STEVE INSKEEP, host:
Here's one more way that human life is changing the oceans. It involves the carbon dioxide that we emit, the same substance that contributes to climate change. That carbon dioxide is also making the oceans more acidic. A new study finds the process is happening at a breathtaking rate at one study area off the coast of Washington state. Acid in the ocean is reshaping ocean life. NPR's Richard Harris reports.
RICHARD HARRIS: About half the carbon dioxide we emit into the atmosphere gets soaked up in the oceans. That's good news for us. The air isn't heating up as fast as it otherwise would. But Tim Wootton at the University of Chicago says that's bad news for the oceans.
Dr. TIM WOOTTON (Professor, Department of Ecology and Evolution, University of Chicago): As carbon dioxide increases in the atmosphere, it dissolves in the water as well. And when it does that, it reacts with water and creates carbonic acid.
HARRIS: That carbonic acid is already making ocean water slightly more corrosive around the world. But rarely has anyone really taken the time to see whether that acid is changing ocean ecosystems. Wootton just happened to include acid measurements in a long-term study he's doing on Tatoosh Island, which is half a mile off the coast of Washington state. As expected, Wootton saw a trend toward greater acidity over the past eight years.
Dr. WOOTTON: What surprised us, though, is the rate at which this was occurring. It's been occurring a lot faster, about ten times faster, than had been predicted from physical models of the ocean and the atmosphere and how they interact.
HARRIS: Wootton doesn't know why the waters at Tatoosh Island are changing so much faster than expected. Whatever the cause, it's creating rapid changes in the ecosystem as well. Wootton says 10 to 20 percent of the mussels along the coast disappeared in just that eight-year period, to be replaced by algae and other less acid-sensitive species.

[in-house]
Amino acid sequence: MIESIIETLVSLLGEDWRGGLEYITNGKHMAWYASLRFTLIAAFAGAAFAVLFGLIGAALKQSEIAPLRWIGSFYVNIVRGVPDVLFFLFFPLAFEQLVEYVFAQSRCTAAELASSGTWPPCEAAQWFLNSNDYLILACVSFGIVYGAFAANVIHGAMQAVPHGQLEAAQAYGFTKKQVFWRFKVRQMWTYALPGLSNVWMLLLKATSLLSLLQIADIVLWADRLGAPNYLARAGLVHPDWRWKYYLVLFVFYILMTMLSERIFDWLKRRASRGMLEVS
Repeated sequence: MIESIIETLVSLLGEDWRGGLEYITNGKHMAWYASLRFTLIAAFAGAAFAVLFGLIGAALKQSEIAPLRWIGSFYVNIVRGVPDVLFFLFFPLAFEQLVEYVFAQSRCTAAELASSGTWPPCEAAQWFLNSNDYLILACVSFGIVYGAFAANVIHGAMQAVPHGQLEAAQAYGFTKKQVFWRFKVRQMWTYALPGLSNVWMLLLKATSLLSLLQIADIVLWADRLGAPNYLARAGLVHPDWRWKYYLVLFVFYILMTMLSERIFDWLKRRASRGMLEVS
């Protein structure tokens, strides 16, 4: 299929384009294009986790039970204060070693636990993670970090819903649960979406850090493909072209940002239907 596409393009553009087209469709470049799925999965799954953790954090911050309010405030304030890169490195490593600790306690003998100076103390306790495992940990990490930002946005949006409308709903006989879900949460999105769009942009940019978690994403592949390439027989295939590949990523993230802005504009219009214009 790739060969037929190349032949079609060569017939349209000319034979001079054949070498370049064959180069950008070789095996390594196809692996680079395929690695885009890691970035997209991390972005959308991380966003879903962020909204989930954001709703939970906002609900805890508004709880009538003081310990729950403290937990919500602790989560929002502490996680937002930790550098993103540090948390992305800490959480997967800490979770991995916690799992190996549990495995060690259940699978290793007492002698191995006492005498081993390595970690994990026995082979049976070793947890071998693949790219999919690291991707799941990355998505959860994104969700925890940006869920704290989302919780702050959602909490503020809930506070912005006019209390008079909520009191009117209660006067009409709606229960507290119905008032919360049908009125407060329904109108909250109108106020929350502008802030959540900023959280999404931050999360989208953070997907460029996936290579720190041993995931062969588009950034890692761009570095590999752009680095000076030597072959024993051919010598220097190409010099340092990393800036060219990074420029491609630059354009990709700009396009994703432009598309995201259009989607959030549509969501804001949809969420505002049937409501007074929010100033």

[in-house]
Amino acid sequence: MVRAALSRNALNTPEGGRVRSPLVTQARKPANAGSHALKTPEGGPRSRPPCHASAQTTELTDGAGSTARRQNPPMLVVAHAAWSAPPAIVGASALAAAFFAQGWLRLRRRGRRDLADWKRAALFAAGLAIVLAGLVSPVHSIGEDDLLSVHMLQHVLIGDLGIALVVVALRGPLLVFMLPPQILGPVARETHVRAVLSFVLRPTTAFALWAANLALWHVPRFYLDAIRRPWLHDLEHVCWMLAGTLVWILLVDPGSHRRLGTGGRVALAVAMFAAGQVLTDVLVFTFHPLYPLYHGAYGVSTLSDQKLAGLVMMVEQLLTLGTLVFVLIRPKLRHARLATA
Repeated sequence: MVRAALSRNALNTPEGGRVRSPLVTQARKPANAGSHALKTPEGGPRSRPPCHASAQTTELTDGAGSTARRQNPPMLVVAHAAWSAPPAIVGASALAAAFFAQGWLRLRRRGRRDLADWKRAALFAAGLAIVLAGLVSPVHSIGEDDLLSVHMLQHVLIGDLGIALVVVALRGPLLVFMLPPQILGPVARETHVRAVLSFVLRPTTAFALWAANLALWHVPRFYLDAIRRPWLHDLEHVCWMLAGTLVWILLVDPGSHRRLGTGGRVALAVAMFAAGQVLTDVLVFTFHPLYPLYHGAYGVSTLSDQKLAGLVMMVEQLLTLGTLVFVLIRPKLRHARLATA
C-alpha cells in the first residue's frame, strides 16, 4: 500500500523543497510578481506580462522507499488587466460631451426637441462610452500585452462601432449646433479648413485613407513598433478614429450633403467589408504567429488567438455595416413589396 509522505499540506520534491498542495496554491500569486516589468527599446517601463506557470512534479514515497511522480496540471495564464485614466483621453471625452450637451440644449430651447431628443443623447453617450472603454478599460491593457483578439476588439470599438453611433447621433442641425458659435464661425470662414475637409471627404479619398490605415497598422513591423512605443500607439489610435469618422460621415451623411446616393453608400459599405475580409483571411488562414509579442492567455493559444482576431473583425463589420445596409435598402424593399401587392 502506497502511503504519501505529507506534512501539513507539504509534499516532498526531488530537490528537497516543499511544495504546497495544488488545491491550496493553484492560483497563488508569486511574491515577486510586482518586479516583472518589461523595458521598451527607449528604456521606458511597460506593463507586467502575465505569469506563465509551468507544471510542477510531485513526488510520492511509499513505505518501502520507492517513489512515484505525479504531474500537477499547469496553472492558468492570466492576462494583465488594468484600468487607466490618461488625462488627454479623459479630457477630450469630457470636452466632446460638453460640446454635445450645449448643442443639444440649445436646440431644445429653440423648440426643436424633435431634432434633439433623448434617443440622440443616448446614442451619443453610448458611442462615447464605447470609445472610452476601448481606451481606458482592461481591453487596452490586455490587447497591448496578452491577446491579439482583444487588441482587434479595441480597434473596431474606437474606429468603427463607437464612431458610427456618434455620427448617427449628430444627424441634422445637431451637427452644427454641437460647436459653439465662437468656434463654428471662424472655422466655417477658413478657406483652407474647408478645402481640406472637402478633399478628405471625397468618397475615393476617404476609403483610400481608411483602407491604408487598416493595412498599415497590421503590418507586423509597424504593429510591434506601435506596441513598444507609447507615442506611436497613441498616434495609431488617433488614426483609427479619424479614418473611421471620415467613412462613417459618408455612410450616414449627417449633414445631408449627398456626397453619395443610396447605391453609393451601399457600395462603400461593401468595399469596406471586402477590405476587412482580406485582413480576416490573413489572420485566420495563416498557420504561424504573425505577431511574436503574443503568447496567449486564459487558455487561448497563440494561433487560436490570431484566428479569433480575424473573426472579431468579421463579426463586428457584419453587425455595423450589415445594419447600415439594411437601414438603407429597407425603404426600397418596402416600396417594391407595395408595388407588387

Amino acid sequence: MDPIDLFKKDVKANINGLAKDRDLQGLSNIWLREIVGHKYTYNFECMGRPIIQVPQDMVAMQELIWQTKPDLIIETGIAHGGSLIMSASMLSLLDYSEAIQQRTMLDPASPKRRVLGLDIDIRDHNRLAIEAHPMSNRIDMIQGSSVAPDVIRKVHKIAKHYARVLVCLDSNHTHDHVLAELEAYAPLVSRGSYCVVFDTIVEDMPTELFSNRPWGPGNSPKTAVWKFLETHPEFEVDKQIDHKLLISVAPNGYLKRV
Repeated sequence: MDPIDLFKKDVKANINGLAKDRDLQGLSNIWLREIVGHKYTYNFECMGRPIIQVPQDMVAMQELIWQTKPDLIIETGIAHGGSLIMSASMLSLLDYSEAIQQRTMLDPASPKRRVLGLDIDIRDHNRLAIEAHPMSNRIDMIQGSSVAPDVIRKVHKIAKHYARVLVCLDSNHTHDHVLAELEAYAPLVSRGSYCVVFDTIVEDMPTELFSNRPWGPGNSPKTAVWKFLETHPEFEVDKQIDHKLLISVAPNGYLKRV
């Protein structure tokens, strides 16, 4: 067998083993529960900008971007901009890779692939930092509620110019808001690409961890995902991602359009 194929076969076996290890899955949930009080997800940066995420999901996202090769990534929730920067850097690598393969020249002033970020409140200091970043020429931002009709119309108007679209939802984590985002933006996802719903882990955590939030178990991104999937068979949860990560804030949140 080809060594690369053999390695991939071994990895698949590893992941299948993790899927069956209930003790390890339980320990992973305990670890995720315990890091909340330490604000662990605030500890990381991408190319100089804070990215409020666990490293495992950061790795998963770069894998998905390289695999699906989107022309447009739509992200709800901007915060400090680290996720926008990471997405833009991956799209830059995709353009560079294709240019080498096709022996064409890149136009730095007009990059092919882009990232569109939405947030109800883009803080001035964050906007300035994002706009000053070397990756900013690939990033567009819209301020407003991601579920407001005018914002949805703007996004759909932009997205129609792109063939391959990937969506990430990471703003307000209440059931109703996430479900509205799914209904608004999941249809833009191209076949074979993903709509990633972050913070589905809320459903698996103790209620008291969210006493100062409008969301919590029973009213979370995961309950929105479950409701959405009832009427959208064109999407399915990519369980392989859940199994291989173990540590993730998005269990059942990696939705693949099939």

Dr. WOOTTON: When we project where these shifts are going in the long run, they're actually pretty alarming. The demise of mussels as a dominant species is potentially a really big deal.
HARRIS: Wootton says soon 60 to 70 percent of the mussels on this island coastline could be gone. That's bad for more than just mussels. They are central players in the marine food web, which includes the fish we eat.
Dr. WOOTTON: So instead of a big, solid band of mussels, you'll have little patches, or mussels scattered around haphazardly. It would be like changing a system from a heavy forest into a plain that's dotted with trees.
HARRIS: Wootton's research is published in the Proceedings of the National Academy of Sciences. The looming question is whether this rapid acidification is just a fluke occurrence on one island, or whether the entire West Coast could soon feel these effects. Nobody knows because, apparently, nobody else along the coast has been monitoring the acidity of seawater this closely. But Jane Lubchenco at Oregon State University is worried.
Dr. JANE LUBCHENCO (Professor of Marine Biology and Zoology, Oregon State University): Ocean acidification is likely one of the most serious and insidious changes under way. And it was one that was not even on our radar screen. And it looms large.
HARRIS: Lubchenco says biologists are focused mostly on the risk to corrals and plankton that have calcium shells that can literally dissolve away if the ocean gets too acidic. But the latest study shows the problems are likely also much closer to home. And it's likely to get worse for a long time to come. Lubchenco says it won't be easy to curtail our emissions of carbon dioxide.
Dr. LUBCHENCO: Even if we do, it's not going to fix the ocean acidification problem immediately. There's a long time lag in the system.
HARRIS: The oceans will keep soaking up the carbon dioxide that's already in the atmosphere. So, she says, at least we should take whatever other steps we can to reduce the stresses on marine life. Richard Harris, NPR News.
(Soundbite of music)
INSKEEP: You can read more about the ocean's role in the carbon cycle by going to npr.org. This is NPR News.
NPR transcripts are created on a rush deadline by Verb8tm, Inc., an NPR contractor, and produced using a proprietary transcription process developed with NPR. This text may not be in its final form and may be updated or revised in the future. Accuracy and availability may vary. The authoritative record of NPR’s programming is the audio record.